Raghuram Rajan was a good economist, and as professor in Chicago, had been active in the public debates on the global economy. His move to the International Monetary Fund gave me a chance to reflect about global crises in this column published in the Telegraph on 12 August 2003.
How far away is the next crisis?
One of the questions Raghuram Rajan will have to focus on, as International Monetary Fund’s new chief economist, is how far the next major payments crisis is, and what the Fund can do to prevent it – and if it occurs, to limit and shorten it.
The 1980s saw a string of meltdowns. They were a hangover of the oil crises of the 1970s. The massive rises in oil prices brought enormous revenues to the oil producing countries for which they could find no immediate use. So they parked them in banks in New York and London. The bankers in turn lent out the money to developing countries. One by one, they failed to repay it. When I went to Argentina in 1990, inflation was running at 350 per cent a year. Property prices were quoted in dollars; many Argentines had no doubt parked their savings abroad. To tame the inflation, Argentina introduced a currency board. In other words, it decreed that it would not issue any local currency which was not backed by a dollar in its foreign exchange reserve. The total volume of currency could increase only if dollars flowed into the Argentine central bank; and that could happen only if Argentina exported more than it imported, or if someone abroad was prepared to lend money to Argentinians. Inflation was stopped in its tracks, exports recovered, and many abroad were emboldened to lend to Argentinians.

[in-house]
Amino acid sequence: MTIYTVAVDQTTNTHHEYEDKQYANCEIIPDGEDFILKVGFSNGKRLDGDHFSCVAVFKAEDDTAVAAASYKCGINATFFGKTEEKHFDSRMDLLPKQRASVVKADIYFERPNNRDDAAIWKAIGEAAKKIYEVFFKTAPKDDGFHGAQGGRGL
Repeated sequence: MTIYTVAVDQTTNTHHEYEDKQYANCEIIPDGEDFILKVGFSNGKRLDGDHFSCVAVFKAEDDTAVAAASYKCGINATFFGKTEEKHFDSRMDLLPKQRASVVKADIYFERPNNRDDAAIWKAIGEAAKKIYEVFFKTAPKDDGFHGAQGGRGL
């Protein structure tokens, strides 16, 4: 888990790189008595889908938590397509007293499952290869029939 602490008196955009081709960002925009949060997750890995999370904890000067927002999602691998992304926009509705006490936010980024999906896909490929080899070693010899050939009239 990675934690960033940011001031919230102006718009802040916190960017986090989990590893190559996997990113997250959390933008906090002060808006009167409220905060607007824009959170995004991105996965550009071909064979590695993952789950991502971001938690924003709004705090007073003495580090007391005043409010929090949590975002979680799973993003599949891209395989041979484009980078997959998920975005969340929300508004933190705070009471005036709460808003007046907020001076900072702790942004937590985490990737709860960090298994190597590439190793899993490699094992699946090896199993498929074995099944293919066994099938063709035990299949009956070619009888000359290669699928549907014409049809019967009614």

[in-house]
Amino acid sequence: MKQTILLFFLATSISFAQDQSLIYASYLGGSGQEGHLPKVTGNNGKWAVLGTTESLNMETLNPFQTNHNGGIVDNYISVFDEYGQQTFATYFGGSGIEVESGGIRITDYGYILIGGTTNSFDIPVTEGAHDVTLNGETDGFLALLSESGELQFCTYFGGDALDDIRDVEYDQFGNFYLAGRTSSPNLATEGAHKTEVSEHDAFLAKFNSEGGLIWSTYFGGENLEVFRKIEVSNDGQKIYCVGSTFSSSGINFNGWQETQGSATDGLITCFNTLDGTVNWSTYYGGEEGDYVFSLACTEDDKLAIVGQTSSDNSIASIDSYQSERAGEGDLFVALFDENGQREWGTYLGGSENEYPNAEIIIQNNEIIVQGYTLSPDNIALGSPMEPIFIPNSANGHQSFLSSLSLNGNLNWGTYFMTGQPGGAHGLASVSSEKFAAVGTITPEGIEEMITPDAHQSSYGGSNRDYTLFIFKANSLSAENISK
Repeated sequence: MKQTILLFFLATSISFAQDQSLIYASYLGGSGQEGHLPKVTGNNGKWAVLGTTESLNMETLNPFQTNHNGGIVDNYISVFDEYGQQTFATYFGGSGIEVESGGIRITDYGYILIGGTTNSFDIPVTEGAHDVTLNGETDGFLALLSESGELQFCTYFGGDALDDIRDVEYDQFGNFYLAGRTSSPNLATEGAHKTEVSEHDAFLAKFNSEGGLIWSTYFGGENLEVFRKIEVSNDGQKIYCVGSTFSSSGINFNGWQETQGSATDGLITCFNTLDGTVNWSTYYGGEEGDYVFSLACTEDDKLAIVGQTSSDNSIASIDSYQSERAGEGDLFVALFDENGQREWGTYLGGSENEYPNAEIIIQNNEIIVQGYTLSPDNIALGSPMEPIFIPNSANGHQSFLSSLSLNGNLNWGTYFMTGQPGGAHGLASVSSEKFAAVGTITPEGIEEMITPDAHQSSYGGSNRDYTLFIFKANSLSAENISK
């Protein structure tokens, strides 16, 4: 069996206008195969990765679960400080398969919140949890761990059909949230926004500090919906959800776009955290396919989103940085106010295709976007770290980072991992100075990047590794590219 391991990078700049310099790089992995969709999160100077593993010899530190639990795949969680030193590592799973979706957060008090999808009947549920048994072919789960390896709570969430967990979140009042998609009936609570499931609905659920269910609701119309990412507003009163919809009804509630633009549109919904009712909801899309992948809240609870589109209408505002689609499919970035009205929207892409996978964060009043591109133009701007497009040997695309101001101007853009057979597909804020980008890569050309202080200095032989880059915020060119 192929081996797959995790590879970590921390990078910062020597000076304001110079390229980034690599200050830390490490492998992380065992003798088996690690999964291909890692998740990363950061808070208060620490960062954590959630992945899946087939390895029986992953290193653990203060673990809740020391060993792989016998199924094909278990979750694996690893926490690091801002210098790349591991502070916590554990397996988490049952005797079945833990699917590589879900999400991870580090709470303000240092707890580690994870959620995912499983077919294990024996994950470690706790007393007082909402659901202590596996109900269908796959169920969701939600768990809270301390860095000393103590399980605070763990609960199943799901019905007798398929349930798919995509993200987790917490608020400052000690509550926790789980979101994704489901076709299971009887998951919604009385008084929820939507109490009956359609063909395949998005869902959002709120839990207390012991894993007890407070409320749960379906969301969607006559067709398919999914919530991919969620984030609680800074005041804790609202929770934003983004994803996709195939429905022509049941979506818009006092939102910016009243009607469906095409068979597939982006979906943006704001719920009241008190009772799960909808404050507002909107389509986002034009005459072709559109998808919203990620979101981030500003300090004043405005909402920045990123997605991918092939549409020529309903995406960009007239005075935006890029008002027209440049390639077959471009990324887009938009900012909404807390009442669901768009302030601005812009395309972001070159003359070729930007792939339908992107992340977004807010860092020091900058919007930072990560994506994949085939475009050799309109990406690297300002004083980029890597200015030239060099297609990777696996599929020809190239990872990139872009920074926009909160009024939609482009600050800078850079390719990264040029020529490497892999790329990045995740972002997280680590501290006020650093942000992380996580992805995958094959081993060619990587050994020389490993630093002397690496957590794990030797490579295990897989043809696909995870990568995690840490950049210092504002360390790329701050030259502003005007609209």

Therein lay Argentina’s undoing. Each unit of local currency had a corresponding dollar sitting in the central bank’s assets and could be exchanged for a dollar. But the debt did not have such dollars backing them. When foreigners began to withdraw their loans, the central bank could not release dollars to pay them, and Argentina went under. The banks went bankrupt and closed doors; people could not get their deposits out and starved. Argentines surrounded their President’s palace and started banging on pots and pans; the President ran away in a helicopter. It was quite some time before anyone could be persuaded to take on his job.
The Indian crisis of 1991 was also an offshoot of the oil crises. By the early 1980s lenders of petro-dollars had run out of borrowers – one by one, they were all in trouble. After 1985, when Rajiv Gandhi took over, India looked pristine by comparison; so international banks – mainly Japanese ones – poured money into Indian public enterprises which had an implicit sovereign guarantee from the government of India. Soon India did not have the foreign exchange to service the loans. NRIs were the first to stumble on to the impending crisis. They pulled out their deposits, and India went bankrupt.
The 1990s saw some other spectacular payments crises: Mexico and Russia had them, and in 1997 and 1998, all the Southeast Asian countries had crises of varying severity. Russia and Mexico had relatively straightforward crises. After the Russian communist regime fell, the Americans decided to support the successor regime. They asked their own as well as international financial institutions – principally International Monetary Fund – to pour money into Russia. But the Russian economy was in a shambles. It was full of monopolies, and each had a secure market within a closed economy. Once the economy opened up, many lost their markets and went under. Their bankruptcy had a domino effect, and they took others with them. So the country took a long time to recover, and in the meanwhile, many lenders to it lost their money – just as they had done when the communists murdered the Czar and staged a coup in 1917.